The Institute for Health Metrics and Evaluation (IHME) estimates that nearly 160 million Americans are overweight. Busy schedules, unrealistic diets, and lack of access to healthy food make losing weight seemingly impossible, but mindfulness might be able to help. Michael Bordieri visits Sounds Good to discuss mindful weight loss.
Mindfulness, defined as "maintaining a moment-by-moment awareness of our thoughts, feelings, bodily sensations, and surrounding environment, through a gentle, nurturing lens," can assist with safe, sustainable weight loss. "Mindfulness can be helpful in many areas of life, including with eating," Bordieri explains. "It's important to note that [mindfulness] is not a magic cure. One of the challenges we have in the weight loss and diet area is that there are lots of miracle cures that are offered, and some of them, even on their face, seem a little silly. You know, cookies are somehow going to help you reach your ideal figure. Some can outright be dangerous, so not fasting to a level where you really are depriving your body of nutrients."
Unhealthy and unrealistic diet programs are often only sustainable in the short term. "One of the challenges of dieting is we view them primarily from the lens of restriction. 'Here are the things I can't have, I'm taking all the joy out of eating so that I can lose weight.' That sets up people for failure when they get off the diet, or they get tired of restrictions, they bounce back into old habits," says Bordieri. These short-lived results from the diet, paired with binge eating and weight gain after quitting the diet, create a 'yo-yo' effect.
Yo-yo dieting, or the yo-yo effect (also known as weight cycling) is a term coined by Kelly D. Brownell at Yale University. "Many Americans are successful with short term weight loss programs," says Bordieri. "They can go with one-week or two-week or maybe even a month plan. But one of the challenges is many of those diets are quite restrictive and what we get is this yo-yo phenomenon where folks lose the weight, but gain it back pretty quickly after they go off the diet." This up-and-down weight gain and loss "can actually increase health risks," Bordieri explains. "It's unhealthy to be gaining and dropping weight. So one thing that psychologists are looking for in this area is how to help folks go on a more slow and steady approach. Not drop 20 pounds in four days, but instead, kind of have a more gradual and healthy, sustainable approach towards eating in general."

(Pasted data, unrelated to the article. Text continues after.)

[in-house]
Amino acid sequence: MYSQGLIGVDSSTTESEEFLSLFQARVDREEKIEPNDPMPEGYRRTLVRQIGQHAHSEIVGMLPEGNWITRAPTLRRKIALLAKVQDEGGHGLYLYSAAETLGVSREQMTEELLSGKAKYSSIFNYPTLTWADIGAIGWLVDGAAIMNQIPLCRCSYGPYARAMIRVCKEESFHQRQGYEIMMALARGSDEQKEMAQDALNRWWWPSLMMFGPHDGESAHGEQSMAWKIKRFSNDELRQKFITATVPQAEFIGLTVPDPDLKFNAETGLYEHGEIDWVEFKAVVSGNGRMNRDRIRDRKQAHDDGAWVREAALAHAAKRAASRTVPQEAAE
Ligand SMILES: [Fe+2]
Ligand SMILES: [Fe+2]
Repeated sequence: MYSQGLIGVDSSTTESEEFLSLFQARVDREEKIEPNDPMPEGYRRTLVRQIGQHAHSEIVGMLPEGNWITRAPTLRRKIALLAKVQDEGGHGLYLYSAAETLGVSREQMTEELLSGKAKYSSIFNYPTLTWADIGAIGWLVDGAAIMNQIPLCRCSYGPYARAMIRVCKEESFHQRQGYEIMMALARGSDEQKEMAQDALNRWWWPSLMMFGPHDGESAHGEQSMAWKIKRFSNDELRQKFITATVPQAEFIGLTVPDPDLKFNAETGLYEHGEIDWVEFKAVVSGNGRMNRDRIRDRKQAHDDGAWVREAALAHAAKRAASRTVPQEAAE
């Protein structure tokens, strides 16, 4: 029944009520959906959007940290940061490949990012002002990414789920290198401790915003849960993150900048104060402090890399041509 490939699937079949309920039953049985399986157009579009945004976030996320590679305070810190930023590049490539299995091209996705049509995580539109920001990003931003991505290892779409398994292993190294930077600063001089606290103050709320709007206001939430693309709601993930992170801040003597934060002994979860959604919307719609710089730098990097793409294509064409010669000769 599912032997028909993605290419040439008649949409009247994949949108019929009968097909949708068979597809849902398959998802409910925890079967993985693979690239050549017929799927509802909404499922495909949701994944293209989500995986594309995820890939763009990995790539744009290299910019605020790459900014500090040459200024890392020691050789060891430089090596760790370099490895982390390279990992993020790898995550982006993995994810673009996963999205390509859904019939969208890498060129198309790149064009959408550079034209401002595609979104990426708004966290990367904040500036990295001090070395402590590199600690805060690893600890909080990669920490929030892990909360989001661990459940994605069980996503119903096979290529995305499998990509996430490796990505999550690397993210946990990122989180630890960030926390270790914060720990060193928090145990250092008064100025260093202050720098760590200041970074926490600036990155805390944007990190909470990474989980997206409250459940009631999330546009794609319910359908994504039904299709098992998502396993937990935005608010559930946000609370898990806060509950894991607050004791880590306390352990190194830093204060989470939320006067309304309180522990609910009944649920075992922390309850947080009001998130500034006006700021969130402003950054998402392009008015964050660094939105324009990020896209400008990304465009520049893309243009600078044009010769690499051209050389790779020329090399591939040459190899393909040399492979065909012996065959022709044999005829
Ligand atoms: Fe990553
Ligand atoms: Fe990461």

Busy schedules and modern technology can make it difficult to approach eating and food mindfully. "I think certainly in our modern world we're seeing more and more intrusion of screens into our eating time. Whether it's a cell phone, or eating in front of a computer or the TV. What we find is, scientists when they research this find that people eat more when they're distracted while they eat," Bordieri says. "Trying to multi-task, eating while doing other things, leads you to consume more calories. One possible solution or way of helping people gain a more healthy relationship with their eating is actually to kind of focus more on it."
"What would mindfulness look like? In some ways, we can start with all five senses," Bordieri explains. "Obviously, taste is a key aspect of food, it's what we're eating for, but we have lots of other senses going on as well. So one is, you know, sight. Chefs will often say we eat first with our eyes. So, creative plating and making the food look good on your plate actually can help you cultivate a more healthy relationship with your food and help you enjoy it more in the process. You can also look to slowing down and really focusing on things like texture, how the food feels, or the different tastes that are there. Smelling your food and seeing what sort of aromas are there as part of it."
Mindful dieting is centered around the idea of moving the act of eating food from a background task to a primary task, one that requires full focus and attention. Taking the time to utilize all five senses while eating food not only makes the experience more enjoyable, it also allows the body and mind to catch up to each other. "One thing is that our bodies will let us know when we're full, but there's often a delay between when we sort of get to that ideal sort of fullness physiologically and when we experience the sensation of fullness psychologically," Bordieri says.
"There's been over 20 research studies now looking at mindfulness as an approach to weight loss [here and here], and the data so far is quite promising. Folks tend not only to kind of move towards a path to weight loss, but of course, we see all the other benefits of mindfulness as well. Folks tend to be more active in the world, they tend to have better, healthier relationships with their thoughts and feelings, increased self-compassion. Which can be another big part of kind of unlocking that weight loss puzzle. I think sometimes, we try to be drill sergeants with ourselves and really restrict and clamp down and unfortunately, what that does over the long run is kind of create an adversarial relationship with yourself and your body and that's not really a healthy place to live. So mindfulness can kind of help you be at better peace with your body and maybe enjoy a meal more when you're having it," Bordieri concludes.